As of writing Google App Scripts and functions in the code.gs documents use the V8 Runtime which generally supports ES6 syntax. This wasn’t true historically, and Google Scripts was limited ES5 syntax. This was a significant limitation. You’ll likely still find a lot of tutorials for Google App Scripts using ES5 and related workarounds, keep in mind there may be more modern ways to do the same thing now.
If your teams are using G Suite tools and Airtable, the building blocks to build secure and operational web application prototypes may be closer than you think. This article shows you how to get started and offer tips along the way.
All through the day, I want call reminders for specific events 10 mins before the meeting time, so I can leave my current meeting with out a hitch and go for the next one. So I used 3 tools for this: Google Calendar to fetch meeting times, Google Calendar to fetch meetings. Twilio to make calls. And finally Google Apps Script to put it altogether.
An interesting implementation by Urwa Shabir on managing meeting schedule using Twilio, Google Calendar and Apps Script.
Google Classroom has become one of the darlings of the teaching world that has come out of this crisis. Its shallow learning curve and attractive UI made it an obvious choice for most educators. Oh, and I am sure the fact that it is free helped too. One of the limitations is that you cannot simply upload grades from, say Google Sheets or another assessment tool. Well…not directly in the Google Classroom platform, yet.
This tutorial runs through the basics of uploading grades from Google Sheets into Google Classroom using Google Apps Script with the Classroom API.
Some time ago, I had a request from one of my colleagues to help automate a rather repetitive and might I add, highly prone to error, process. One of the clients required her to fill in the same form several times in a day, manually, and then send it back for approval and signing. Of course, I’m simplifying a bit but that was what it was in essence.
In this detailed post, Neha demonstrates how to use Google Forms to generate professional looking PDFs from the data submitted via the form, using Google Sheets and Apps Script.
After a while, writing code becomes less about knowing all of the specifics of a language, framework, or platform, but more about being able to match patterns. After seeing a sufficient number of different problems, you get better at saying, “Hey, this bit of problem X seems a lot like this part of problem Y, maybe we could use that.”
In this post, learn about the Delegation Pattern that describes an object whose role it is to accept requests, delegate those responses to other objects, then return the responses to the original caller.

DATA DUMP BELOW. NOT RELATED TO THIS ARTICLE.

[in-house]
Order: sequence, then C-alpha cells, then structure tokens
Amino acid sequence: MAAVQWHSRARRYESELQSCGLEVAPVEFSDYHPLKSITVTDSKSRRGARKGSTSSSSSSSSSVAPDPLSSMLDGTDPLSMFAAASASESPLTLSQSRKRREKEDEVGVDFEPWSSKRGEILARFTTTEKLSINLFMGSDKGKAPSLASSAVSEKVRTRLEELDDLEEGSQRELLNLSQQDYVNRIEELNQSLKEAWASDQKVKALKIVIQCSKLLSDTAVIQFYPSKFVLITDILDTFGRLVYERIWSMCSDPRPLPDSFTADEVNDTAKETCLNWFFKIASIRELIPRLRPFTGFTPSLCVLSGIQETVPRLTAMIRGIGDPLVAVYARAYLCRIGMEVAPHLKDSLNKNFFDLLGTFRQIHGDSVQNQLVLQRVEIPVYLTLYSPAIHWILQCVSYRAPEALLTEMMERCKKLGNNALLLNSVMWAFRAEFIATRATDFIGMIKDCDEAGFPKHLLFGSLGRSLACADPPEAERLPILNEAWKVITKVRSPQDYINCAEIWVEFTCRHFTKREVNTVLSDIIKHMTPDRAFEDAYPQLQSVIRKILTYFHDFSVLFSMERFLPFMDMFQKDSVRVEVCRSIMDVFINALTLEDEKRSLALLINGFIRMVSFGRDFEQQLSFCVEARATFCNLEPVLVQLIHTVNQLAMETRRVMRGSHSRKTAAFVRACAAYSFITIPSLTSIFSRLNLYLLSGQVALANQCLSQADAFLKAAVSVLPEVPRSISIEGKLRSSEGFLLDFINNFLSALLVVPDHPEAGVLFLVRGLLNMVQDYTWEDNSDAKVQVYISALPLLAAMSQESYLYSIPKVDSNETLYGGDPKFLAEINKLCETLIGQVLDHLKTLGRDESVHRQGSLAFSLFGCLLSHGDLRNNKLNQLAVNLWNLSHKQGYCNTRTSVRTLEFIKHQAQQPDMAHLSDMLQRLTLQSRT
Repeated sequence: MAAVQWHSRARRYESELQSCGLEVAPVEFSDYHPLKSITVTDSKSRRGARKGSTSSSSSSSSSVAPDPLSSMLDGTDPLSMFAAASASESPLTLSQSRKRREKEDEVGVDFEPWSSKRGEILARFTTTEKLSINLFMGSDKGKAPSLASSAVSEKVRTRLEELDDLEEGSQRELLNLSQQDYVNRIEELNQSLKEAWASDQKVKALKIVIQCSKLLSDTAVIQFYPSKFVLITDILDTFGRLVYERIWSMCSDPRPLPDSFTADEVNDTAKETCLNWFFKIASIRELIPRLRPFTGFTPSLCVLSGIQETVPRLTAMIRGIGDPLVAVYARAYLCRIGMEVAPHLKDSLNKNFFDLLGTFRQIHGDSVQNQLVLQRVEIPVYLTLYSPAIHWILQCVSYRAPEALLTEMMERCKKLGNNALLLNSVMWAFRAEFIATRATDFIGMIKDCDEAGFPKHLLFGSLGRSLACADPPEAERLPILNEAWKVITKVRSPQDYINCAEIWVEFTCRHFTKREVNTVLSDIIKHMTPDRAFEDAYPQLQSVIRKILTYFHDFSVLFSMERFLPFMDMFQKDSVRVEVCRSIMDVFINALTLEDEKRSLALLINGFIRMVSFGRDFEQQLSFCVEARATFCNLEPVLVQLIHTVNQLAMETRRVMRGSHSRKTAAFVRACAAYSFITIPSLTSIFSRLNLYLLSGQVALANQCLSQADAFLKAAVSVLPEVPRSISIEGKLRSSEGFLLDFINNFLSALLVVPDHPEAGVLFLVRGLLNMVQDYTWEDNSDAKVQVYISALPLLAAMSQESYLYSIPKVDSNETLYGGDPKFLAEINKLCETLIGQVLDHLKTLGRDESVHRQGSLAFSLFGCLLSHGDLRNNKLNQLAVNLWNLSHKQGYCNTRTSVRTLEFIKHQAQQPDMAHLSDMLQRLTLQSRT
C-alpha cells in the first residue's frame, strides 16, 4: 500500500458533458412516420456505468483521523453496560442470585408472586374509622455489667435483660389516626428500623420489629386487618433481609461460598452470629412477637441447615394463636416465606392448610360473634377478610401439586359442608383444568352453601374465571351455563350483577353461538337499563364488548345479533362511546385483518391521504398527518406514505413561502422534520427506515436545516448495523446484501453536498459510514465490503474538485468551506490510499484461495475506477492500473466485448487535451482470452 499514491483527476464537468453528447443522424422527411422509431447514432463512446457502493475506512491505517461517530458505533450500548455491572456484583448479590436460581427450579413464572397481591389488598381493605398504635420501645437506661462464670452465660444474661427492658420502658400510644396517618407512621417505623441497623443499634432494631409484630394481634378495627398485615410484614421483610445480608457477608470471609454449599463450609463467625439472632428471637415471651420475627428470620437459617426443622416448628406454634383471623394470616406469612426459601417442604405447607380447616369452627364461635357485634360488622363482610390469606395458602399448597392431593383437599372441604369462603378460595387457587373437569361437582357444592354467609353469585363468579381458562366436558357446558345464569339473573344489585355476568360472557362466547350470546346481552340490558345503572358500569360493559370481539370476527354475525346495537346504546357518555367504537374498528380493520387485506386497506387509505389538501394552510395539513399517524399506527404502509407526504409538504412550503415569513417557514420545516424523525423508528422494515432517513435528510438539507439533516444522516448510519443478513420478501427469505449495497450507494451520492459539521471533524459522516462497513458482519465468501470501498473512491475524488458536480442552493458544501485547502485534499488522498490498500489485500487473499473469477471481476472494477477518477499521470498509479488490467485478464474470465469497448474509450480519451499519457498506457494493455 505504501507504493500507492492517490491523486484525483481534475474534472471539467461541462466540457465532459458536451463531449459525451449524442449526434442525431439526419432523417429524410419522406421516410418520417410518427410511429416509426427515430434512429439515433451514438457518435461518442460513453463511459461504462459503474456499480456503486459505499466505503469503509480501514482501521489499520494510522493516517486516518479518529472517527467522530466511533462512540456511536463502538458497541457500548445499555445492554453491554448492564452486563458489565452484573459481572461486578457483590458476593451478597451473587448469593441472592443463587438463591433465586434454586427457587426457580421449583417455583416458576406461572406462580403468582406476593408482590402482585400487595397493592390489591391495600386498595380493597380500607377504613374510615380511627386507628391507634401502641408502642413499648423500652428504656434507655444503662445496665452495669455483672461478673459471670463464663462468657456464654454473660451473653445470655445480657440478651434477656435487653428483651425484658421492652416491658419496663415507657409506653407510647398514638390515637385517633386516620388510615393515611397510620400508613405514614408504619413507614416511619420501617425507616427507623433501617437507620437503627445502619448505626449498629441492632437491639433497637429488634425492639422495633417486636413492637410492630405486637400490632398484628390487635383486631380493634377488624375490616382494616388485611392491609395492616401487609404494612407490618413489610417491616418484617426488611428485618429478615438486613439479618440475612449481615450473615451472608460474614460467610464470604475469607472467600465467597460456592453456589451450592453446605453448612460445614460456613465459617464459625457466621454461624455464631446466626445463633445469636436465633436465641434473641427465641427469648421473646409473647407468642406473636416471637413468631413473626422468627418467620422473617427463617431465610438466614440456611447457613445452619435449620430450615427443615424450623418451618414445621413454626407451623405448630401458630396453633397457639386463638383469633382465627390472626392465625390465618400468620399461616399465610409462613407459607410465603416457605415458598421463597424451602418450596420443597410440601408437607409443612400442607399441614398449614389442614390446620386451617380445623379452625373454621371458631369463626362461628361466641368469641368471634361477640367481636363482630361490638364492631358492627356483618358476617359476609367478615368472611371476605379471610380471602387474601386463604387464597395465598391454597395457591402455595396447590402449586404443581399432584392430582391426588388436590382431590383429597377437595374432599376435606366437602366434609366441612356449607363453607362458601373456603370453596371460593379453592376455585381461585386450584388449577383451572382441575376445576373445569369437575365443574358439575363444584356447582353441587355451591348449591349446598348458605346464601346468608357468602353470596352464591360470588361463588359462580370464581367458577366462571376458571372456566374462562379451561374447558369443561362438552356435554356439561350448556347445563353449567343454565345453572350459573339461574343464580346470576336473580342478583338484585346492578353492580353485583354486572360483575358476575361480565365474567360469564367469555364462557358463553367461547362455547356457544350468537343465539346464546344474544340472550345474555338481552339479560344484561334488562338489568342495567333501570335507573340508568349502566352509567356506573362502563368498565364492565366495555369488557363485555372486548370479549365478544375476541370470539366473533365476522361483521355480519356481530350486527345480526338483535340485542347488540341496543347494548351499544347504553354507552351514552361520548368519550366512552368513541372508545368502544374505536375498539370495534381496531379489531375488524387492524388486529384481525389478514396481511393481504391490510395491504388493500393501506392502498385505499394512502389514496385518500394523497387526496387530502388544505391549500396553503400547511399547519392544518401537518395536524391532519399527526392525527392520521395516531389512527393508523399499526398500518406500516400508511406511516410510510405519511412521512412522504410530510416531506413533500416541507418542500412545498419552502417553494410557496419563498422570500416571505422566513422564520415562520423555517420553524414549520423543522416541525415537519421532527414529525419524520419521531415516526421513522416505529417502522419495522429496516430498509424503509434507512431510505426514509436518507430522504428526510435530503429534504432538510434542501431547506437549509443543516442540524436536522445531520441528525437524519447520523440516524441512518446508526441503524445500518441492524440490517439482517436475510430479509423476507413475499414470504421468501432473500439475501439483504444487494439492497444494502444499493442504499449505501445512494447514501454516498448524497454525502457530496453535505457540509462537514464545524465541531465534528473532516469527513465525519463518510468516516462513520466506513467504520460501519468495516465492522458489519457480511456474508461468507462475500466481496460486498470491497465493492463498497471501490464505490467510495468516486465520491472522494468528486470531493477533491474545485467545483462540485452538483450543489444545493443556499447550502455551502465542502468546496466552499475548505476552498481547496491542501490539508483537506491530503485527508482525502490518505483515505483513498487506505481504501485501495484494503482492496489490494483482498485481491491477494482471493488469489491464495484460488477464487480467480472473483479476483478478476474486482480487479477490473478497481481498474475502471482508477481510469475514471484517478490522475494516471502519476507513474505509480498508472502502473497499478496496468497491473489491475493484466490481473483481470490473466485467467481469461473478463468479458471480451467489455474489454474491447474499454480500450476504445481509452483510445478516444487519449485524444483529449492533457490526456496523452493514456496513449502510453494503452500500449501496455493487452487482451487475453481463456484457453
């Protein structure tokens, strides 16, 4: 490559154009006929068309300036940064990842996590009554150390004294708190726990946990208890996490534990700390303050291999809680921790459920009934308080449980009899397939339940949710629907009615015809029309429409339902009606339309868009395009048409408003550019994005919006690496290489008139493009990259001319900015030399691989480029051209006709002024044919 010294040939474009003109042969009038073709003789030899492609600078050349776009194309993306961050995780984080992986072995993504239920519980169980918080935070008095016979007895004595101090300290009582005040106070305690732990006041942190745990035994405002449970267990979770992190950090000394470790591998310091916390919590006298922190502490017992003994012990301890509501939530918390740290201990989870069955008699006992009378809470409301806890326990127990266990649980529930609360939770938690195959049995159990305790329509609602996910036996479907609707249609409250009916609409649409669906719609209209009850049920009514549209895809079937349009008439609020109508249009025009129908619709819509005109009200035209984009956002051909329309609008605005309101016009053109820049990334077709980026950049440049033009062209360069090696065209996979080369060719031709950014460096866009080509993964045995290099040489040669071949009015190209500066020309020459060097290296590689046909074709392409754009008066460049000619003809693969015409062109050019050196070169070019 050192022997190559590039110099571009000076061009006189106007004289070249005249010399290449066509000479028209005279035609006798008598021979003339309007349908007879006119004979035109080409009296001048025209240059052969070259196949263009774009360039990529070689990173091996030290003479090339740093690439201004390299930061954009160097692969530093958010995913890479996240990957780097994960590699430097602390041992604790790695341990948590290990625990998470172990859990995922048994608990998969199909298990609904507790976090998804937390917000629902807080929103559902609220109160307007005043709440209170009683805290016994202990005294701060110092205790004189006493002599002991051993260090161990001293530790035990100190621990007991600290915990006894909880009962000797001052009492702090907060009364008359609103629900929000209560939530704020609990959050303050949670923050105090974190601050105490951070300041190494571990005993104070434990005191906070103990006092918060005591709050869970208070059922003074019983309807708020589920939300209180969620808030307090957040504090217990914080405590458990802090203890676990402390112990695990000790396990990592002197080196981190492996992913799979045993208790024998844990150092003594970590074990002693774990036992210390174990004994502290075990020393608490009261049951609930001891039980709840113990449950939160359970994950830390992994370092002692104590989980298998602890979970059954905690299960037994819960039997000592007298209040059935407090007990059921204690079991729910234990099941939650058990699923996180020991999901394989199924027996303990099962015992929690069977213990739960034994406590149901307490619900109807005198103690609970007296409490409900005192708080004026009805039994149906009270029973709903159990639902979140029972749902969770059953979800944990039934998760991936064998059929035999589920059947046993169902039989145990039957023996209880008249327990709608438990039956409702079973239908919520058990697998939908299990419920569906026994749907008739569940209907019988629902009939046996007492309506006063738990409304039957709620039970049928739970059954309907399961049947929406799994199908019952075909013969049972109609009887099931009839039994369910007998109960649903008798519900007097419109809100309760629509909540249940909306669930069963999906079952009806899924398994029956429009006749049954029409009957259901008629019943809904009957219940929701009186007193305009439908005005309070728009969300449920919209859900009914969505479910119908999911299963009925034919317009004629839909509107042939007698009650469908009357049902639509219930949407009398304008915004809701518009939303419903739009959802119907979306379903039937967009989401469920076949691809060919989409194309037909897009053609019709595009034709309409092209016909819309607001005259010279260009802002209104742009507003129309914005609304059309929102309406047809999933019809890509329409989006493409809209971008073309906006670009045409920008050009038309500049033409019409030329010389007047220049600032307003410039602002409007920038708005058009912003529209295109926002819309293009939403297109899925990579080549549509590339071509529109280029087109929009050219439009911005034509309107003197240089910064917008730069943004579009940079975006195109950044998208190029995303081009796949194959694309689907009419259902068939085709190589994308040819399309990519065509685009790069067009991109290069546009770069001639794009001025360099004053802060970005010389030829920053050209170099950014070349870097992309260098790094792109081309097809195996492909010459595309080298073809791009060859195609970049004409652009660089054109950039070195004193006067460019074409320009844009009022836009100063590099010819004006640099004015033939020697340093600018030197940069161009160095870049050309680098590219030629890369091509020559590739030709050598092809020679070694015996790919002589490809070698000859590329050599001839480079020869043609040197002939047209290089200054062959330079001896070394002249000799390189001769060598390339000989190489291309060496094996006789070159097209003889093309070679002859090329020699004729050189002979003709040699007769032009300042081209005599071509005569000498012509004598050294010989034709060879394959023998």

In our foreign language classes, one of the classic activities we do to help students learn new language, is to print phrases onto card, then cut the cards up. We then write the answers on the back of the cards. They then place the cards on a desk and then go through the cards one by one, trying to remember the correct answer.
Here we’re going to make a simple ladder card game using Apps Script and Google Sheets.
If you had used the GUI to manage your custom formulas used for conditional formatting, then to see and manage that logic, you would have to find and select the correct cell, or select the entire spreadsheet, and then right click and select “Conditional Formatting”, or go to the menu and select “Format -> Conditional Formatting”, to actually see and edit that logic. Which can be quite inconvenient at times.
Set conditional formatting rules through your script, which would allow you to keep everything configured in a single script.
Make your own YouTube uploader form and let anyone upload videos of any size to your YouTube channel. The uploader can send videos even anonymously without a Google account.
It is easy to upload videos to your own YouTube channel but there’s one limitation. Only the owner of the channel can upload videos to their YouTube account and they cannot delegate the task to someone else in the team.
Google Drive has the concept of shared folders. A folder can have multiple collaborators and anyone can upload files to that folder. Wouldn’t it be useful if such a feature were available for YouTube channels as well? You maintain a single YouTube account and multiple people can upload videos to your common account without the owner having to share their Google account credentials with anyone.